So then the whole story of Jesus has meaning for us as Christians.  It was his story but by the grace of God it is our story too.  What lies behind it is the fact that he is both our Substitute and our Representative, taking our place but also acting for us, and both of these by God’s appointment.  As our Substitute, he went through crucifixion, which involved for him the awfulness of abandonment by his Father (Matthew 27:46; 2 Corinthians 5:21), so that we need not go through it.  As our Representative, he experienced resurrection and exaltation so that by God’s grace we can experience them. The negative experiences are his as our Substitute, the positive ones as our Representative.  His story becomes ours too.

Now substitution and representation are deep and very blessed truths, and the previous paragraph has somewhat over-simplified them (especially as Christ’s work on the cross also has representative significance) but to elaborate on them further now would divert us from the main point at issue here.  Some of the studies I will be encouraging you to do later may help us to understand them more fully.

To say that we are in Christ does not mean of course that we become divine beings.  The distinction between Creator and creatures remains.  This is not however to rob this language of its deep significance

2. The great Themes of the Bible

As we have just seen, the metanarrative of Scripture has great theological importance.  This is because in Scripture there is an intimate link between theology and history.  To say that Jesus died is an historical statement, while to go further and say that he died for our sins is a theological statement.  Over the past two centuries or so, some writers have tried to detach the theology from the history, either treating the history as the more important and setting aside the theology, or vice versa.  The former was more characteristic of some nineteenth century writers, while the latter came into vogue among some writers in the twentieth century.  Both these approaches are alien to the Bible itself, for the two are so intertwined as to be inseparable.

Theologians with a special interest in the Old Testament have tried to identify the main theme of the Old Testament books, and they have often gone on to make a link with the same theme in the New Testament.  There have been various suggestions as to this main theme, most of them interesting and helpful, but there has not been general agreement.  It is probably best then to regard each suggestion as identifying a significant theme, without necessarily underlining any one of them as the most important of all.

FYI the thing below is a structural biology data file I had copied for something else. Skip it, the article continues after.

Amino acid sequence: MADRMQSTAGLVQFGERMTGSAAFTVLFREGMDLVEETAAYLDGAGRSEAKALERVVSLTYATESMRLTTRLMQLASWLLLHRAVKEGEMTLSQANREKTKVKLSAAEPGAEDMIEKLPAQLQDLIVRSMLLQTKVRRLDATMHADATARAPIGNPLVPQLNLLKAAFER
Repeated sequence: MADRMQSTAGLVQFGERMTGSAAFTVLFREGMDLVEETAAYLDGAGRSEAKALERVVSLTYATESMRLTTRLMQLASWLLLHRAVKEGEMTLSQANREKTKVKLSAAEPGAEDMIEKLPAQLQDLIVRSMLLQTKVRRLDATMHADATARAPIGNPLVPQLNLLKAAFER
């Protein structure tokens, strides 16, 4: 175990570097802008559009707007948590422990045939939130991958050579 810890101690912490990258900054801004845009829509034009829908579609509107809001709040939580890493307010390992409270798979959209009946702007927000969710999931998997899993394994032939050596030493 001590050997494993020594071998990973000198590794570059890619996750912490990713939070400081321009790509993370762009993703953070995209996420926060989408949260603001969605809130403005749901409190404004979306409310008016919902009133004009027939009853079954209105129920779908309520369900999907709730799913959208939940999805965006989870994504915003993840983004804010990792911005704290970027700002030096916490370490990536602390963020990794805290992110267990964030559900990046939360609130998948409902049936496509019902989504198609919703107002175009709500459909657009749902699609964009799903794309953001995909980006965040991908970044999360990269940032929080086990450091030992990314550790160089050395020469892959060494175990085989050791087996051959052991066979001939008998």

In your studies of the Old Testament, you should therefore become aware of the importance of words and ideas such as election, covenant, promise, fulfilment, redemption, inheritance and proclamation.  These are some of the themes particular scholars have suggested in their attempts to identify the leading theme of the Old Testament.  Notice that it is not just these important words that are significant but the ideas they represent and that are associated with them, and which may not always use these actual words.

You will find a number of these words and ideas in the important early chapters of the Book of Deuteronomy (chapters 1 to 11), which is a key book for the theological teaching of the Old Testament, and it would be good for you to read this section of the book to note them.  It will also become obvious to you as you study the New Testament that each of these words and ideas has a place of importance there as well.  Each of them sums up a mode in which God relates to his people, for the Bible is not simply about God but about how God engages with his people, and he does so in a number of related ways.

You could start making notes of these widely used words and ideas when they occur in your Bible reading, and any others that strike you as particularly important.  In this way you will build up your theological grasp of the Bible, and will begin to see how inter-related all these great truths are.  Note also that there is a strong emphasis on history in these chapters of Deuteronomy.  It was in the context of the acts of God that these great truths became clear to his people.